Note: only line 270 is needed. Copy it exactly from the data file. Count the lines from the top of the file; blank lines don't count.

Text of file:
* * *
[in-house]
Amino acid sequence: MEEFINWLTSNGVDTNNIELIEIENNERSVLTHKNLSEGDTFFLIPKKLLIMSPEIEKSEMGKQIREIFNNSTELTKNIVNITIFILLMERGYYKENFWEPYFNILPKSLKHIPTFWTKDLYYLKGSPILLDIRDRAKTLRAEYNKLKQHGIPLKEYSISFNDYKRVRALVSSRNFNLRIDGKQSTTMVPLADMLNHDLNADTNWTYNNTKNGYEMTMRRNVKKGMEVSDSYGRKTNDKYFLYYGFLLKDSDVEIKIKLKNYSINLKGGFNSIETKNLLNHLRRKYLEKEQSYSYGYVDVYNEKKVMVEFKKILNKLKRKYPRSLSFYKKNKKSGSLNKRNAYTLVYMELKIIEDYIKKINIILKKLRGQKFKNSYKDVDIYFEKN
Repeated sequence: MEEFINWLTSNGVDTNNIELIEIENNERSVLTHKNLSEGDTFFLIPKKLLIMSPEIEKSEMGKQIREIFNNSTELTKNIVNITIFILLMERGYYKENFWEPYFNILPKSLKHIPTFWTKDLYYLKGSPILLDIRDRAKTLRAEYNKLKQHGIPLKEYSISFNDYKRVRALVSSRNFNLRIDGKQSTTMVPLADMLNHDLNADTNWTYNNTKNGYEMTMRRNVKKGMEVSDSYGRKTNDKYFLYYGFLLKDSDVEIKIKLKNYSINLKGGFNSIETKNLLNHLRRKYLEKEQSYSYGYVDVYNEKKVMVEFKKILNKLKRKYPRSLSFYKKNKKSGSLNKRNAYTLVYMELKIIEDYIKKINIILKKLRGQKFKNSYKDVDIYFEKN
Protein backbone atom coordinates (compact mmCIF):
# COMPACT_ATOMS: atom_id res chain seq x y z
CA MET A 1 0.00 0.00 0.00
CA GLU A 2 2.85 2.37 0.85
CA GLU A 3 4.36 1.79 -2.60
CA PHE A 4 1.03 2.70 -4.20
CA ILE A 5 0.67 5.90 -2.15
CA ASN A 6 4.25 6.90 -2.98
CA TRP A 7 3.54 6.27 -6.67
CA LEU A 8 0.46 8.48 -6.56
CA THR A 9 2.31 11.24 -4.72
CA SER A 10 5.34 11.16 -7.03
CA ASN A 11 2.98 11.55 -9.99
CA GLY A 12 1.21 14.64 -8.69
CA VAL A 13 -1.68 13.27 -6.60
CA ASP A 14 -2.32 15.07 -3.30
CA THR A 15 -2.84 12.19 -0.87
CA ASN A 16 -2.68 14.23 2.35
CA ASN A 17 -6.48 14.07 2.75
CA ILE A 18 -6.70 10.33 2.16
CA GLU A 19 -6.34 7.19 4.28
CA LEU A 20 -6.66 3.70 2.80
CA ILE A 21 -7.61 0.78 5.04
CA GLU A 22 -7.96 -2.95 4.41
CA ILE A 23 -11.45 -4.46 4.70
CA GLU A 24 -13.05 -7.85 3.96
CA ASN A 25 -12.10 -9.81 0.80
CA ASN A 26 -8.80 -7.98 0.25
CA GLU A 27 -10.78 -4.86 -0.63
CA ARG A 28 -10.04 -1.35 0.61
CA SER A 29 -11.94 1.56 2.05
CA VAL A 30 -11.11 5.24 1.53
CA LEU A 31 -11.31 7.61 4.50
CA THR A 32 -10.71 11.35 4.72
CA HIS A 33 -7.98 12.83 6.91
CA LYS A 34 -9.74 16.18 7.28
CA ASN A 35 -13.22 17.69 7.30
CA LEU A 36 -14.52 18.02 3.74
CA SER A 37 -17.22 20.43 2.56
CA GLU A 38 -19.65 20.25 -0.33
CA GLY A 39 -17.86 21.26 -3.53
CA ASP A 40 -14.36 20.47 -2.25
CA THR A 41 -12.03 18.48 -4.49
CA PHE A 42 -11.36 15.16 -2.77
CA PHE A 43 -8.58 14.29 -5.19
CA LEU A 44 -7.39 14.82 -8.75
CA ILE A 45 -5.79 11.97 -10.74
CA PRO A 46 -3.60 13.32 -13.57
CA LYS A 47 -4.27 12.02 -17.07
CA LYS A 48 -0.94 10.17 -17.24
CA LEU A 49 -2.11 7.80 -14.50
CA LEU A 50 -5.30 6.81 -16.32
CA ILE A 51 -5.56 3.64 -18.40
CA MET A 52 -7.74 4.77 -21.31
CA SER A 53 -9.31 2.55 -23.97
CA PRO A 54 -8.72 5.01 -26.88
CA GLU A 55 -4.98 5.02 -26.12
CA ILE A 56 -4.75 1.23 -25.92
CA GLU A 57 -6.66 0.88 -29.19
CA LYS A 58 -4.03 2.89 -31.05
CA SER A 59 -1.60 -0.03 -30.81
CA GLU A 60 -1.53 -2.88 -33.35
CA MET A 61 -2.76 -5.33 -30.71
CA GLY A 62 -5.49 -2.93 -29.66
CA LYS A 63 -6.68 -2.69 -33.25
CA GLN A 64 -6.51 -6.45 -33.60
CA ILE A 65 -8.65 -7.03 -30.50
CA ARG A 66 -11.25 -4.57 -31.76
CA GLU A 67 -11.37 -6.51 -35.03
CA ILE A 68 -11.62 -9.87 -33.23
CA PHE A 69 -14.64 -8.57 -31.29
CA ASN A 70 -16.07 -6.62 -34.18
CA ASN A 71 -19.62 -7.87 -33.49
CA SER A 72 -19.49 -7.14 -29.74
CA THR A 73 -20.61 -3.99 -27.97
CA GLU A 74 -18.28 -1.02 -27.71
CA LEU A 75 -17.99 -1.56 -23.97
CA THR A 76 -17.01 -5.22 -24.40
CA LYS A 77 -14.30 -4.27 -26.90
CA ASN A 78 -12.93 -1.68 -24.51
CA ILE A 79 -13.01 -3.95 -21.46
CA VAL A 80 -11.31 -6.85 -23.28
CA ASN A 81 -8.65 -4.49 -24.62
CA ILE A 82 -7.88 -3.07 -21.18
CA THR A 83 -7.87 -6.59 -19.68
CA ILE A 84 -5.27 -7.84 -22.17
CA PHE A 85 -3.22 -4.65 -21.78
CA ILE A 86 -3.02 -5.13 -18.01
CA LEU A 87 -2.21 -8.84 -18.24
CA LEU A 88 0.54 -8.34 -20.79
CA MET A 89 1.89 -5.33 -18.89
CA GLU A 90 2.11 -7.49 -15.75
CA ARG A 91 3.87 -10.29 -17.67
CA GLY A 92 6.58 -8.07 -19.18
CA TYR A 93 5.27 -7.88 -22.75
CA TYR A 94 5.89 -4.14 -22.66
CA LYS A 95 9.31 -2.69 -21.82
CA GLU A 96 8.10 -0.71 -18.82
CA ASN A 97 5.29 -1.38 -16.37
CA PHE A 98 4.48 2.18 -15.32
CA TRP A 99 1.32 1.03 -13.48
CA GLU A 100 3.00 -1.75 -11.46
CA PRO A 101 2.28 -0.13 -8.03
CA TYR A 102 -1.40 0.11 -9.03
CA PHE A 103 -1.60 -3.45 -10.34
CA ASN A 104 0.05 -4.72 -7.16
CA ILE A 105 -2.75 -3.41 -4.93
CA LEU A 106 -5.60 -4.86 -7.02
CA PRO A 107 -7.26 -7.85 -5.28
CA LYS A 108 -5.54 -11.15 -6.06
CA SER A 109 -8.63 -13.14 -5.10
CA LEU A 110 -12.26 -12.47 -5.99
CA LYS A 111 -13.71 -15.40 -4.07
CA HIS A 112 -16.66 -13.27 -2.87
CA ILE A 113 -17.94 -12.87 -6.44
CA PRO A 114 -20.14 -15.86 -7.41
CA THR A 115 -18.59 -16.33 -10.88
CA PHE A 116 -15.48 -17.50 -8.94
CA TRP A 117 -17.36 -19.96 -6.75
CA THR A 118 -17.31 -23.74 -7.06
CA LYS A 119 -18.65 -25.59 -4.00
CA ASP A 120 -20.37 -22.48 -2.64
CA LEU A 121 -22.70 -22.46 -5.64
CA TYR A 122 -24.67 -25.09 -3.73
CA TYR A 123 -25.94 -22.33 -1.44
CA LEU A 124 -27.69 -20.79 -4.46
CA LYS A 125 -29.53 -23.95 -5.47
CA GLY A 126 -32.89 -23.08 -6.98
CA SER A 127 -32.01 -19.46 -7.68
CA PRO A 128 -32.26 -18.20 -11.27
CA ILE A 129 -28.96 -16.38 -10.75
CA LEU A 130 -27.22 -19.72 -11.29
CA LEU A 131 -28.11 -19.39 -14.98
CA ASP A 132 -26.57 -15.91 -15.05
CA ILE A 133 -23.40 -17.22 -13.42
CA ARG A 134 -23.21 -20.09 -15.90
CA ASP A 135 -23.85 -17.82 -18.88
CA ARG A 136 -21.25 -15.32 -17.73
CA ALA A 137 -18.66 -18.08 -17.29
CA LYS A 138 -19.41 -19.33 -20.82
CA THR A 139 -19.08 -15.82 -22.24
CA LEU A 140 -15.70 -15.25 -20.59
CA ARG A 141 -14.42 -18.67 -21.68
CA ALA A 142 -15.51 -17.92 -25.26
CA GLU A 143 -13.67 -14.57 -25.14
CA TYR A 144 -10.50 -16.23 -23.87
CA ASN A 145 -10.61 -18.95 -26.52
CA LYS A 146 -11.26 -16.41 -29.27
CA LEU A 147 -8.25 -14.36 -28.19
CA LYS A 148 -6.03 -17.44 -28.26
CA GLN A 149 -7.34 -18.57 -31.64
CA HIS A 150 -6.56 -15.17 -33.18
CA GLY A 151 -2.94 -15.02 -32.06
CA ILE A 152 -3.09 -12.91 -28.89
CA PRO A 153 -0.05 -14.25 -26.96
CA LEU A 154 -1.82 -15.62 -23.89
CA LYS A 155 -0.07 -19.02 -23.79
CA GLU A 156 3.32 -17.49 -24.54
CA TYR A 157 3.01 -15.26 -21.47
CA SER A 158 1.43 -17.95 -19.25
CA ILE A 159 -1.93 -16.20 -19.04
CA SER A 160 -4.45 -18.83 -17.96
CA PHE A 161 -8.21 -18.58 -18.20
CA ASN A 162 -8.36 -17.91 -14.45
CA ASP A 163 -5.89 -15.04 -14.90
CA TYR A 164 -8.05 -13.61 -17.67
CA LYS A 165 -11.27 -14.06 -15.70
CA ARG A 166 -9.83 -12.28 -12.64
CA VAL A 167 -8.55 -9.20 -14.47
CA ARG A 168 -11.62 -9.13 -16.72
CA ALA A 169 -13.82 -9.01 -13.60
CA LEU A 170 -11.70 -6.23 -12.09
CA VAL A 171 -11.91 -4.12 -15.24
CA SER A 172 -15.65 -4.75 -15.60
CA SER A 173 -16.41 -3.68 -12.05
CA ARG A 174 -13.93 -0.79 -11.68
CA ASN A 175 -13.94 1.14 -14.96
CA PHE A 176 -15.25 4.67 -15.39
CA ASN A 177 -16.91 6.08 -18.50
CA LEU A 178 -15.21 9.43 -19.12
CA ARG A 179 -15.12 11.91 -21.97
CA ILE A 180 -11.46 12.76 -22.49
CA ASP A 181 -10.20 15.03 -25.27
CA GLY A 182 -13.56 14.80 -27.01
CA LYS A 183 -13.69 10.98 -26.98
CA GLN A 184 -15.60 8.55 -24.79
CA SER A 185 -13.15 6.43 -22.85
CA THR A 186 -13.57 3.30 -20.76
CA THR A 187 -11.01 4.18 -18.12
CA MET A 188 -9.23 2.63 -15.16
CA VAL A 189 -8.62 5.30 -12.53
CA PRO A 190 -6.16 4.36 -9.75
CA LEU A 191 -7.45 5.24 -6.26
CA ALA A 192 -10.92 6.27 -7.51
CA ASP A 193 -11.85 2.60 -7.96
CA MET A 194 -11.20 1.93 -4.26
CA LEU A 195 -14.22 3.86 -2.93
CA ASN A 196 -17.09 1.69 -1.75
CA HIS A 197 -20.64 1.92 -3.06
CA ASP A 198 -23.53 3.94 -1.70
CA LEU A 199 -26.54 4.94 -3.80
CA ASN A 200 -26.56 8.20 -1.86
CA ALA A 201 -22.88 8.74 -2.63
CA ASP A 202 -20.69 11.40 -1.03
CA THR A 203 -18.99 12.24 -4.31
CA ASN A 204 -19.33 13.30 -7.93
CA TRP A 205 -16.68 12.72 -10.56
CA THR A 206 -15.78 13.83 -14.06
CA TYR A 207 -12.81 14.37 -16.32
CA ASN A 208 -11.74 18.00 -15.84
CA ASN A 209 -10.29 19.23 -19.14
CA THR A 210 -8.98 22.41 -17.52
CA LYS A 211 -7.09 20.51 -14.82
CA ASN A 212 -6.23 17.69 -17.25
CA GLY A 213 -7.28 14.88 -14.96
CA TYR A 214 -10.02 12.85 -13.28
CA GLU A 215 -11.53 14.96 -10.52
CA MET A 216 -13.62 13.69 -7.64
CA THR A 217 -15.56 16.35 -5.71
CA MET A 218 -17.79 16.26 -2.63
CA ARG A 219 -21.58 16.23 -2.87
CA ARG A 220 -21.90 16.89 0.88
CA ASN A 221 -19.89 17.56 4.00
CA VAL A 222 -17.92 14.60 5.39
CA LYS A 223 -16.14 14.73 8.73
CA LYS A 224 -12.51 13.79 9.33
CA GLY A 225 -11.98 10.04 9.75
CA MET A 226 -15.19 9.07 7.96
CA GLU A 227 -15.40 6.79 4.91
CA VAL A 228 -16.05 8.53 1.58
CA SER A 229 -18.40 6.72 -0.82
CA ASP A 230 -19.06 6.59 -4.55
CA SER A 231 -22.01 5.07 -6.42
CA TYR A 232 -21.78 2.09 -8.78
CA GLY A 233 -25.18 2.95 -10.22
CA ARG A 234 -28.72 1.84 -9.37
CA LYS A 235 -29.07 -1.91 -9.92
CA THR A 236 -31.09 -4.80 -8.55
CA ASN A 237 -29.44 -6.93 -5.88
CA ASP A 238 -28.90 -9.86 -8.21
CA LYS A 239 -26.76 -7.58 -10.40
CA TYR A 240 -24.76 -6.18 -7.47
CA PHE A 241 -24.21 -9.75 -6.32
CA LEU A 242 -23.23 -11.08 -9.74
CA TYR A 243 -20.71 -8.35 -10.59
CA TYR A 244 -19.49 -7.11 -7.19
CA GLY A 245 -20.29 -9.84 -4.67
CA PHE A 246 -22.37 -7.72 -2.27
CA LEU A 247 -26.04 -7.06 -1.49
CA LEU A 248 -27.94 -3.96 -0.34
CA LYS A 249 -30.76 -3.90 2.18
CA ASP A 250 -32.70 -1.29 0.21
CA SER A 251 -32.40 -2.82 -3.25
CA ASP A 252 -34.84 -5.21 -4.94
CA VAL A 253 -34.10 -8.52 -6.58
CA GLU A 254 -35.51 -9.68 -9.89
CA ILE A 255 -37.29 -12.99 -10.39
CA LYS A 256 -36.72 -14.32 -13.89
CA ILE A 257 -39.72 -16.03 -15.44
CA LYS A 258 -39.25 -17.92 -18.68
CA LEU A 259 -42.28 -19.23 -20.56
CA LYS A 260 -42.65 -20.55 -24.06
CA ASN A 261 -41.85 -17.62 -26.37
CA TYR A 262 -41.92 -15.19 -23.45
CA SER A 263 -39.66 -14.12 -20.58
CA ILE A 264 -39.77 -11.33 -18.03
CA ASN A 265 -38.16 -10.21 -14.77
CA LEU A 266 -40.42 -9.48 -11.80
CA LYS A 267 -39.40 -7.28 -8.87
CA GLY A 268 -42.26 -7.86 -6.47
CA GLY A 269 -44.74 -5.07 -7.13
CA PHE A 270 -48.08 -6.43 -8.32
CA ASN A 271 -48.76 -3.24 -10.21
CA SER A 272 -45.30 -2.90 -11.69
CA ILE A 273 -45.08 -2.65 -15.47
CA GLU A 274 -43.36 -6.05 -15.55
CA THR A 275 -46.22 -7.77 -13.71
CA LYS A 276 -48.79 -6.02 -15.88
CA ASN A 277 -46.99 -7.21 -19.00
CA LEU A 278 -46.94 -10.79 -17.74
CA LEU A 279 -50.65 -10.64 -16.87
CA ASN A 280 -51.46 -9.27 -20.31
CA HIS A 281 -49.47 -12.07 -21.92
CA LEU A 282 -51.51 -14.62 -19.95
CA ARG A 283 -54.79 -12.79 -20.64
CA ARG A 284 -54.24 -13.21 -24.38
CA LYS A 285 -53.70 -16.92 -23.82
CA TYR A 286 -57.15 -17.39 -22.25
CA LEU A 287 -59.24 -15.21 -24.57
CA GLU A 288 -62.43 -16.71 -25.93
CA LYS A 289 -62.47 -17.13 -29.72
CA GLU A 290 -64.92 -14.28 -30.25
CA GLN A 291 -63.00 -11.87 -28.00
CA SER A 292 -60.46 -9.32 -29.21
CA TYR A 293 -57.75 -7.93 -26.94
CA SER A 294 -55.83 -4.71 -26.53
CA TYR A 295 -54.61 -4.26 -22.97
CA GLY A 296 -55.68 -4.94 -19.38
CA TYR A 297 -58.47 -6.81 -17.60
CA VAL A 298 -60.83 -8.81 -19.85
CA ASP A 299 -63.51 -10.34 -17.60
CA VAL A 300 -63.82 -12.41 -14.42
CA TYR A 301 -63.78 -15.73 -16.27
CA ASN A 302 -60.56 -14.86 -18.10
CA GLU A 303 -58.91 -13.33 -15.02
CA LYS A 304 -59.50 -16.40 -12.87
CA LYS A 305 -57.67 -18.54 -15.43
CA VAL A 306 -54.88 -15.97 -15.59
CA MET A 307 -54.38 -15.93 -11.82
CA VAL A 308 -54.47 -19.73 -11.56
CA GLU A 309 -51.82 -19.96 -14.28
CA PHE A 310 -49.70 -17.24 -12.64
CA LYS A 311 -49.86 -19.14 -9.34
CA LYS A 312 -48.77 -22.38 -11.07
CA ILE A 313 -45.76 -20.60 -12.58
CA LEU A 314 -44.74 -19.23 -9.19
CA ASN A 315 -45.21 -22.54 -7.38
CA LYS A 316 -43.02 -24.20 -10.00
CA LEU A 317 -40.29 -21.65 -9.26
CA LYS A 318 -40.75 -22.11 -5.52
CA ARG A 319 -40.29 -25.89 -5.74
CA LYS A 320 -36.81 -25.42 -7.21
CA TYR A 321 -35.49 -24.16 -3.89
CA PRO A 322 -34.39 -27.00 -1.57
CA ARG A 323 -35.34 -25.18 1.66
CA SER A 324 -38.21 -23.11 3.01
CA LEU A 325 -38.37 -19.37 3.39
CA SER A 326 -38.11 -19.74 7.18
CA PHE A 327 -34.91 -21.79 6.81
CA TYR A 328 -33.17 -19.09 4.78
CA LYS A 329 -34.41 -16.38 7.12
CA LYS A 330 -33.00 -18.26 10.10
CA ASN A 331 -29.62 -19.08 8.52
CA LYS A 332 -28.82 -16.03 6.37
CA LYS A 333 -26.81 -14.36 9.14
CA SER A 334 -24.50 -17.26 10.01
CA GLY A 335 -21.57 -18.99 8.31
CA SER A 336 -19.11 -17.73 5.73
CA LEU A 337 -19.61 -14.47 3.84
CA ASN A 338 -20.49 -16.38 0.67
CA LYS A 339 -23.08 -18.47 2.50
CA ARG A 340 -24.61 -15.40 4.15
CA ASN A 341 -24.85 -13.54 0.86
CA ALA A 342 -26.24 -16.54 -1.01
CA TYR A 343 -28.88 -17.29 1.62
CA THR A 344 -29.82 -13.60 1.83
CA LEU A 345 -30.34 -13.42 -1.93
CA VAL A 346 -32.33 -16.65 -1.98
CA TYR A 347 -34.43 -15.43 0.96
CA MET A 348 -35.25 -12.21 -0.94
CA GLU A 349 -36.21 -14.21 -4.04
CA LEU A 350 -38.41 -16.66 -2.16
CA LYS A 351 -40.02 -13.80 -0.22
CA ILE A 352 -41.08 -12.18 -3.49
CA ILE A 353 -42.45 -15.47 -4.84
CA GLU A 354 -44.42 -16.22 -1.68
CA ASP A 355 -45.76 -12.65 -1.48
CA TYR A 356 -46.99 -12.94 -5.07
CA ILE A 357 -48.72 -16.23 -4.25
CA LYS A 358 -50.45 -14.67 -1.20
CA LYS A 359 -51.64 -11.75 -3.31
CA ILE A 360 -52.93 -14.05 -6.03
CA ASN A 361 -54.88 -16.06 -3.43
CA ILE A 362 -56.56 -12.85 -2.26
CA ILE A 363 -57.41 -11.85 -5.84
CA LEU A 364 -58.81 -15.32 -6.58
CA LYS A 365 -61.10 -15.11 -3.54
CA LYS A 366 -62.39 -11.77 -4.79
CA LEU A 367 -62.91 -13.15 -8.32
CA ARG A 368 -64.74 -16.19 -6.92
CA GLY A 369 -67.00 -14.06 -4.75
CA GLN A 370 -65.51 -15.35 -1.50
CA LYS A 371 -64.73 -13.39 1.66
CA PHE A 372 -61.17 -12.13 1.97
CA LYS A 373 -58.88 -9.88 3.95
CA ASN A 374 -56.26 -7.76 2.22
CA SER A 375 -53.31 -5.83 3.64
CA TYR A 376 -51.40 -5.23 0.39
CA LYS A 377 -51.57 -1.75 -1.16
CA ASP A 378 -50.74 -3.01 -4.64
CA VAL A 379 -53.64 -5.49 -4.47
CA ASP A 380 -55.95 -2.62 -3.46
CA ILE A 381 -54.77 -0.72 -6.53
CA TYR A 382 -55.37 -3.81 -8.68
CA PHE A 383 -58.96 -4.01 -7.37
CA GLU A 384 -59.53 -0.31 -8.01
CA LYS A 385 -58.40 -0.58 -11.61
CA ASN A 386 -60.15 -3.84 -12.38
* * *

CA ASN A 265 -38.16 -10.21 -14.77